Passively managed index funds now hold over 30% of U.S. equity fund assets; this shift raises fundamental questions about monitoring and governance. We show that, relative to active funds, index funds are less effective monitors: (i) they are less likely to vote against firm management on contentious governance issues; (ii) there is no evidence they engage effectively publicly or privately, and (iii) they lead to less board independence and worse pay-performance sensitivity at their portfolio companies. Overall, the rise of index funds is decreasing the alignment of incentives between beneficial owners and firm management and shifting control from investors to managers. Internet Appendix Replication Code
We study the effects of trademark protection on firms’ profits and strategy using the 1996 Federal Trademark Dilution Act, which granted additional legal protection to selected trademarks. We find that the FTDA raised treated firms’ operating profits and was followed by a spike in trademark lawsuits and lower entry and exit in affected product markets. Treated firms reduced R&D spending, produced fewer patents and new products, and recalled a higher number of unsafe products. Our results suggest that stronger trademark protection negatively affected innovation and product quality. Internet Appendix Replication Code U.S. Trademarks to Compustat Bridge File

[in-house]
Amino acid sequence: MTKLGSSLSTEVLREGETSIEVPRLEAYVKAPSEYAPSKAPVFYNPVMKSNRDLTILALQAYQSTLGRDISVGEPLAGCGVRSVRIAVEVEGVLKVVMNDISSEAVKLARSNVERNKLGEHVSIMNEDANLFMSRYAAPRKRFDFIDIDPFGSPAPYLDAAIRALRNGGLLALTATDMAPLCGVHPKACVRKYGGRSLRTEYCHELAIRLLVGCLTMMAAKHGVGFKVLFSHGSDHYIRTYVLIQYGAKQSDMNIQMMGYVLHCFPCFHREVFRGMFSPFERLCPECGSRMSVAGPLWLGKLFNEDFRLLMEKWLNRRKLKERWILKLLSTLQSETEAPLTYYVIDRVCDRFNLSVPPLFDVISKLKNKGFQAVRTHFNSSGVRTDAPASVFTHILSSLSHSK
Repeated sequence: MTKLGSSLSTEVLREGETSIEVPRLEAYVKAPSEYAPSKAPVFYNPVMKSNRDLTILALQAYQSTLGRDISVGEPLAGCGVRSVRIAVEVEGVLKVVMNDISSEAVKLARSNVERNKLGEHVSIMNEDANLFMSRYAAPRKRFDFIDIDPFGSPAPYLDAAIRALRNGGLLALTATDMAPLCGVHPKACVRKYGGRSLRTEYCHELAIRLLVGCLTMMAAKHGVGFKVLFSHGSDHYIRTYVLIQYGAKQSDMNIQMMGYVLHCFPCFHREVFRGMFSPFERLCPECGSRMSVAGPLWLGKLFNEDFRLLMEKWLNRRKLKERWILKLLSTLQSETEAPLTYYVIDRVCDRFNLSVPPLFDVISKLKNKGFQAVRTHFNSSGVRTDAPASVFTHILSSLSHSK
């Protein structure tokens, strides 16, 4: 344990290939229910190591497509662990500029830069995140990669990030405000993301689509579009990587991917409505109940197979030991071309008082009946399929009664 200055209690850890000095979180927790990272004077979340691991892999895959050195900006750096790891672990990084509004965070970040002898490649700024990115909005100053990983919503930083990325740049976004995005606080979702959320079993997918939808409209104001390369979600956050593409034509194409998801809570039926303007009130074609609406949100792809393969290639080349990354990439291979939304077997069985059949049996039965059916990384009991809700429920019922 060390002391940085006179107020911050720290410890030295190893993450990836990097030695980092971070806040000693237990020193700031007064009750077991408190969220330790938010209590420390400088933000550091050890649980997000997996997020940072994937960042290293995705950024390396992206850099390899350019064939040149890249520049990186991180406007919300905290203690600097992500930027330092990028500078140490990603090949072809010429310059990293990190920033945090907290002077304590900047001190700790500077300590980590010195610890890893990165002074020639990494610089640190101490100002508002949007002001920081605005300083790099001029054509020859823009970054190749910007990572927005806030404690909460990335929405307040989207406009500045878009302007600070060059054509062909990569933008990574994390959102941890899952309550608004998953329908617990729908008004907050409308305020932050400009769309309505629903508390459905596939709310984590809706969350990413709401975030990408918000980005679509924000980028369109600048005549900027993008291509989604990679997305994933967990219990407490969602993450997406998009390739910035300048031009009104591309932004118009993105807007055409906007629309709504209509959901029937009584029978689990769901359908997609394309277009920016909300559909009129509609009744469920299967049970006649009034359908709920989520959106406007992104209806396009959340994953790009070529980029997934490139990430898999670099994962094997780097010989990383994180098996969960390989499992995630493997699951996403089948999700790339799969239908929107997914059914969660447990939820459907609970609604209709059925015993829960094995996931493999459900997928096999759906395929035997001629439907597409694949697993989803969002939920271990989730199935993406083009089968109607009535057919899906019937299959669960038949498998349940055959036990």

Bias-Corrected Estimation of Price Impact in Securities Litigation with Taylor Dove and J.B. Heaton
Price impacts in legal event studies are systematically overestimated, a problem that carries over into damages calculations and results in securities litigation being settled or decided for excessive damages. We quantify and examine the bias using the empirical distribution of daily stock returns, and develop bias-corrected estimators of price impacts for single-event studies. Replication Code
This paper documents new evidence against perfect risk spanning in crude oil futures, and develops an affine futures pricing model that allows for unspanned macroeconomic factors. Compared to previous estimates, the oil spot premium is more volatile and strongly procyclical which suggests that previous models miss the majority of variation in oil risk premiums. The estimates reveal a dynamic two-way relationship between oil futures and economic activity: productivity shocks are associated with higher oil prices, while oil price shocks affect economic activity by lowering future consumption spending. Unspanned macro factors also affect the valuation of real options. Internet Appendix Replication Code
Old Working Papers
Massive convergence failures in CBOT agricultural contracts in 2007-2008 were caused by caps on the fees that storage providers could charge holders of delivery certificates.